February 3, 2014
The striking throne, 7-feet in height, in the Grand Tier of the Met Opera, designed by David Adjaye and executed by the Knoll product development team, is part of the new exhibition Imaginary Portraits: Prince Igor now on display at the Arnold & Marie Schwartz Gallery Met.
The installation follows the introduction of David Adjaye's Washington Collection™ for Knoll, which debuted October 2013. The collection includes Washington Skeleton™, an aluminum side chair; Washington Skin™, a nylon side chair; and Washington Corona™, a limited-edition bronze coffee table.
The throne is part of the largest exhibition in Gallery Met history. In addition to the architect’s throne, the exhibit includes the work of 23 prominent artists, including Kristin Baker, John Baldessari, Jake and Dinos Chapman, Francesco Clemente, Peter Doig, Rachel Feinstein, Ryan Johnson, Ragnar Kjartansson, Alex Katz, Thomas Lawson, Raymond Pettibon, Elizabeth Peyton, Peter Saul, Peter Schlesinger, Dana Schutz, Dasha Shishkin, Sophie von Hellermann, Charline von Heyl, and Michael Williams, as well as fashion designer Thom Browne and New Yorker art critic Peter Schjeldahl.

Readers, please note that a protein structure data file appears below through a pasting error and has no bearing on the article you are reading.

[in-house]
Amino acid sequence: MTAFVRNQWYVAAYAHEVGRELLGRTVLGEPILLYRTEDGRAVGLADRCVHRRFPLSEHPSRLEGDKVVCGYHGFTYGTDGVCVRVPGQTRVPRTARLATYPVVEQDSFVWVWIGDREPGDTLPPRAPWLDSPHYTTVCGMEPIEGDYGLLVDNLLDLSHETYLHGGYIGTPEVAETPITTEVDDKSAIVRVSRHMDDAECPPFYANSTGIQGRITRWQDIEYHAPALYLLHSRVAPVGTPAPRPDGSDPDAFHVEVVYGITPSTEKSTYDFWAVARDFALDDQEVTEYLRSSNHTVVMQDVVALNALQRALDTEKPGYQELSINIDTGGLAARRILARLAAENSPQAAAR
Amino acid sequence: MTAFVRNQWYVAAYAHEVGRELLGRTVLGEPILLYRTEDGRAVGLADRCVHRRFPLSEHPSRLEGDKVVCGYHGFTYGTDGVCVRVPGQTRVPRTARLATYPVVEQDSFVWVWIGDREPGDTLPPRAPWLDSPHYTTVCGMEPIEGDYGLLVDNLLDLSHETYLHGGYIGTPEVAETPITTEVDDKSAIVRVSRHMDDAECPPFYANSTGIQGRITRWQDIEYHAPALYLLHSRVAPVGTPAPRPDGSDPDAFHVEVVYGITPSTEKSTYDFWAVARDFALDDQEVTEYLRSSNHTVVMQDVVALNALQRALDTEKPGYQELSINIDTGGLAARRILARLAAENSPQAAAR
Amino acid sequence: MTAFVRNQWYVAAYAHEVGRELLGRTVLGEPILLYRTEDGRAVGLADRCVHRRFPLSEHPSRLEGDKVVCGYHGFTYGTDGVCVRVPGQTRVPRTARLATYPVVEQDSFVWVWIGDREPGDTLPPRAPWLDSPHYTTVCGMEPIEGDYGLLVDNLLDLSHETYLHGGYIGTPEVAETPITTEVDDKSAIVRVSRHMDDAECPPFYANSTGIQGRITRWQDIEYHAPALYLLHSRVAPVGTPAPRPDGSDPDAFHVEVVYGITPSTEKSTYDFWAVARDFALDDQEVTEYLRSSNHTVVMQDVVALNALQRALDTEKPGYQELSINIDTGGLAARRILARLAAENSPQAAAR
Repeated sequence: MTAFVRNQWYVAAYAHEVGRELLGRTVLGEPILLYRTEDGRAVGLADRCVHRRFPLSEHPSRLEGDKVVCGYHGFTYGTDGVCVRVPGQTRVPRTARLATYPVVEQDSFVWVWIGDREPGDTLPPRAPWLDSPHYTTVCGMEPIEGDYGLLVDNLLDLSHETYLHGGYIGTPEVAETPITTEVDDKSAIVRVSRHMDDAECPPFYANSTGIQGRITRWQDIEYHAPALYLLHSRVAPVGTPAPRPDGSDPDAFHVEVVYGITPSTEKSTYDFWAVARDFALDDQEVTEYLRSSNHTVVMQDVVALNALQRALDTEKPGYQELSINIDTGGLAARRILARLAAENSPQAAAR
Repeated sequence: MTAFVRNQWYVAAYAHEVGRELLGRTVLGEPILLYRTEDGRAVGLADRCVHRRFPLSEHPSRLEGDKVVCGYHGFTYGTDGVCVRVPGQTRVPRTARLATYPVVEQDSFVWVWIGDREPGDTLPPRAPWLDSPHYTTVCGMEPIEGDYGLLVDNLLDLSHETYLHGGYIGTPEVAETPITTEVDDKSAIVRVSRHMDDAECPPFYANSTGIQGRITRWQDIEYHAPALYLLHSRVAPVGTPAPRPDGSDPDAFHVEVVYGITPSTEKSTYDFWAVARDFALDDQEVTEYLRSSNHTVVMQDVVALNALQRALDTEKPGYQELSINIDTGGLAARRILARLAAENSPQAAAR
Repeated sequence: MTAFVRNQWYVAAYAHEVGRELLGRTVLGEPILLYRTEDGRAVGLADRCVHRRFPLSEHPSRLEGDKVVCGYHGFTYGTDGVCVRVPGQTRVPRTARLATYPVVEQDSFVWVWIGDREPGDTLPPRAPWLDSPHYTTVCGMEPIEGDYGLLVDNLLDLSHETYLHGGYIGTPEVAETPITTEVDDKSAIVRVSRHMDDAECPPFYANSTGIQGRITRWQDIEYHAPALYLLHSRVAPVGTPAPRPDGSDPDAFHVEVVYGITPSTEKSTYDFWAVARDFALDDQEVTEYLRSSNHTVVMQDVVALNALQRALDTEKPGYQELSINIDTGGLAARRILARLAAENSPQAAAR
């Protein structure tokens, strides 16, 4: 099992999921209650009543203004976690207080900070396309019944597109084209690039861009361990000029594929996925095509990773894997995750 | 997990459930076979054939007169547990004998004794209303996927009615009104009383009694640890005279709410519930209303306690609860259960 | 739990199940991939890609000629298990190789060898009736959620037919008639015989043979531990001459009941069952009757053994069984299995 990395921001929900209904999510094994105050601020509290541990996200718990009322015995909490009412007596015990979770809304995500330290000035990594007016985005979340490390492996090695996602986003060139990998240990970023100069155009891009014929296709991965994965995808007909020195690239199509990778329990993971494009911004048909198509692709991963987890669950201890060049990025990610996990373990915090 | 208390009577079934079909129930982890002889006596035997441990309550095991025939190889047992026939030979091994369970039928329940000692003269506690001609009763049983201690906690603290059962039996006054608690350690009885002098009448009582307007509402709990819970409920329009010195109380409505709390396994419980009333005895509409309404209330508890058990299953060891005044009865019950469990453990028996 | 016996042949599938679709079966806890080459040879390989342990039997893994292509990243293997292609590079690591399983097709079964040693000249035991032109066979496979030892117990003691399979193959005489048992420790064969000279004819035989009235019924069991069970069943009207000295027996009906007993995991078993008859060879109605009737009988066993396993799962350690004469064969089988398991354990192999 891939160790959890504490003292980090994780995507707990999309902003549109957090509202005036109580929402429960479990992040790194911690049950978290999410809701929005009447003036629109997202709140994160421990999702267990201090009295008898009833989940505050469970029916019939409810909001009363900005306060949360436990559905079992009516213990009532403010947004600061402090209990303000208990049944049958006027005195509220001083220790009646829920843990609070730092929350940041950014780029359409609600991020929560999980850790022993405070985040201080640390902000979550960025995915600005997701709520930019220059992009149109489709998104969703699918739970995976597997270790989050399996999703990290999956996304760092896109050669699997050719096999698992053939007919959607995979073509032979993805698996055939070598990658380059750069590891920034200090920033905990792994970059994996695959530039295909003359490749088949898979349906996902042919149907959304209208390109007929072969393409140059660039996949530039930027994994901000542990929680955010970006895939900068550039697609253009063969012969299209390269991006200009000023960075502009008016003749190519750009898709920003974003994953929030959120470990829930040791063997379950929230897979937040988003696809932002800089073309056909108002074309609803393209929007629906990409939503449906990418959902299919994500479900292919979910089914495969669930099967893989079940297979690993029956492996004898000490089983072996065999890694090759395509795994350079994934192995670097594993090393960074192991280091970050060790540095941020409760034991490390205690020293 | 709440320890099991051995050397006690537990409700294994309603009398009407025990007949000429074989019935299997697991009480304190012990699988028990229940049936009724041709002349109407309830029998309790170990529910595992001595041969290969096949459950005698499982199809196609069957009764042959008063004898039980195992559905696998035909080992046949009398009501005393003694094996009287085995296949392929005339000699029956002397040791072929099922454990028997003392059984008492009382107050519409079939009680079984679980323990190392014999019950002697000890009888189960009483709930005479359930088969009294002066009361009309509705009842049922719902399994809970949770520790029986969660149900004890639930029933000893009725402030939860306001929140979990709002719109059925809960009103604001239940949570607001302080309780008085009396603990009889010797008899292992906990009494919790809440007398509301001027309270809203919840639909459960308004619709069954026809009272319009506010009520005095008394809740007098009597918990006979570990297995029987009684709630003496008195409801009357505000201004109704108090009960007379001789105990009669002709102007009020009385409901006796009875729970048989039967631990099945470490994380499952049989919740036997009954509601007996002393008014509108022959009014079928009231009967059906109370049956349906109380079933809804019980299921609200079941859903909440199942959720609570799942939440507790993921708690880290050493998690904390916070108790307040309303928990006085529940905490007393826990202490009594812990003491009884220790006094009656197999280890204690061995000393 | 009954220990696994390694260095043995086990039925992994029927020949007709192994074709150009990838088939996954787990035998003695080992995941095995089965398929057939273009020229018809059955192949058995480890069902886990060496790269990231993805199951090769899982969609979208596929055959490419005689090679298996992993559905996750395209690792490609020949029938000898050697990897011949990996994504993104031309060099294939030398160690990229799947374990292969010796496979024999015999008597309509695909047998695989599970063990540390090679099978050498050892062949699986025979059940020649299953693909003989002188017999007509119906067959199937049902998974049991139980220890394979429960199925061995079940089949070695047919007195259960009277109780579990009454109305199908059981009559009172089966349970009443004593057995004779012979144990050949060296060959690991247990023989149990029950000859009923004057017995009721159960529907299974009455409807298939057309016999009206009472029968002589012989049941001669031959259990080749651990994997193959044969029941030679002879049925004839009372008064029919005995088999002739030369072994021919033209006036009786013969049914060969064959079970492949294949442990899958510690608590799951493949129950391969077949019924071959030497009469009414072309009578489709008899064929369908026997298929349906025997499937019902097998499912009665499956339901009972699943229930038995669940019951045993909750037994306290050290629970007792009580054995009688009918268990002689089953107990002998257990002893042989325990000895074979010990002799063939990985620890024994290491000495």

Imaginary Portraits: Prince Igor coincides with the February 6, 2014 opening of Prince Igor at the Metropolitan Opera , where the Russian epic will be been performed for the first time since 1917.
Commenting on the installation, Dodie Kazanjian, director of Gallery Met, said: "Prince Igor is based on a real figure from the 12th century, and we don't really know what he looked like. "I've always wanted to do a show of imaginary portraits, so this seemed like the perfect opportunity. The show is a rich mixture of materials and styles, and I'm enormously gratified by the unpredictable responses of these gifted artists."
Members of the Knoll product development team, including Henk Vanhekken, Adam Deskevich, Ron Snyder, Tony Clemente, Dave Bloom and Ashley Basilio, worked closely with David Adjaye to finalize and construct the piece.
Imaginary Portraits: Prince Igor will be on display in Arnold & Marie Schwartz Gallery Met, located at Lincoln Center in New York City, between West 62nd and 65th Streets and Columbus and Amsterdam Avenues, through Saturday, May 10, 2014.